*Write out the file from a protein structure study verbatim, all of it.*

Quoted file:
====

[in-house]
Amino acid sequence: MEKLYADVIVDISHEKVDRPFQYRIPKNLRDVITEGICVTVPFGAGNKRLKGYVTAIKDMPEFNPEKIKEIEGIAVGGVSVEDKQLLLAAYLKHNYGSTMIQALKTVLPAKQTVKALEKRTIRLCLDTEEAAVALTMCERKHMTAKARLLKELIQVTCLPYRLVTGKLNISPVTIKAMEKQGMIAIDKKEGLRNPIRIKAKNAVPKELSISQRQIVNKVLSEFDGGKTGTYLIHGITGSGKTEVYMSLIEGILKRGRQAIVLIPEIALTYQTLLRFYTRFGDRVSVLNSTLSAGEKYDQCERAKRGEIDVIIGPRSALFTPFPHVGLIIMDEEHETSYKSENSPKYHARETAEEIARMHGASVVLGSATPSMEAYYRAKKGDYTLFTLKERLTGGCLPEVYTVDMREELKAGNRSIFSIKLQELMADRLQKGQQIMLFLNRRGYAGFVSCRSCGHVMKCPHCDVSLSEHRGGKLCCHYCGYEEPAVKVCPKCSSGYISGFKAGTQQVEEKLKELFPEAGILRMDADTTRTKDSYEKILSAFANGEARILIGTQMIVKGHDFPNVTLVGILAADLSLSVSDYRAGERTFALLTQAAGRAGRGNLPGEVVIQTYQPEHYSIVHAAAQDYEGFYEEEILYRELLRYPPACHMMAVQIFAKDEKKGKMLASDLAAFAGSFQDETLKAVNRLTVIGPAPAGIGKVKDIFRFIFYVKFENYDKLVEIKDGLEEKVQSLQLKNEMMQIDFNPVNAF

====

[in-house]
Amino acid sequence: MEKLYADVIVDISHEKVDRPFQYRIPKNLRDVITEGICVTVPFGAGNKRLKGYVTAIKDMPEFNPEKIKEIEGIAVGGVSVEDKQLLLAAYLKHNYGSTMIQALKTVLPAKQTVKALEKRTIRLCLDTEEAAVALTMCERKHMTAKARLLKELIQVTCLPYRLVTGKLNISPVTIKAMEKQGMIAIDKKEGLRNPIRIKAKNAVPKELSISQRQIVNKVLSEFDGGKTGTYLIHGITGSGKTEVYMSLIEGILKRGRQAIVLIPEIALTYQTLLRFYTRFGDRVSVLNSTLSAGEKYDQCERAKRGEIDVIIGPRSALFTPFPHVGLIIMDEEHETSYKSENSPKYHARETAEEIARMHGASVVLGSATPSMEAYYRAKKGDYTLFTLKERLTGGCLPEVYTVDMREELKAGNRSIFSIKLQELMADRLQKGQQIMLFLNRRGYAGFVSCRSCGHVMKCPHCDVSLSEHRGGKLCCHYCGYEEPAVKVCPKCSSGYISGFKAGTQQVEEKLKELFPEAGILRMDADTTRTKDSYEKILSAFANGEARILIGTQMIVKGHDFPNVTLVGILAADLSLSVSDYRAGERTFALLTQAAGRAGRGNLPGEVVIQTYQPEHYSIVHAAAQDYEGFYEEEILYRELLRYPPACHMMAVQIFAKDEKKGKMLASDLAAFAGSFQDETLKAVNRLTVIGPAPAGIGKVKDIFRFIFYVKFENYDKLVEIKDGLEEKVQSLQLKNEMMQIDFNPVNAF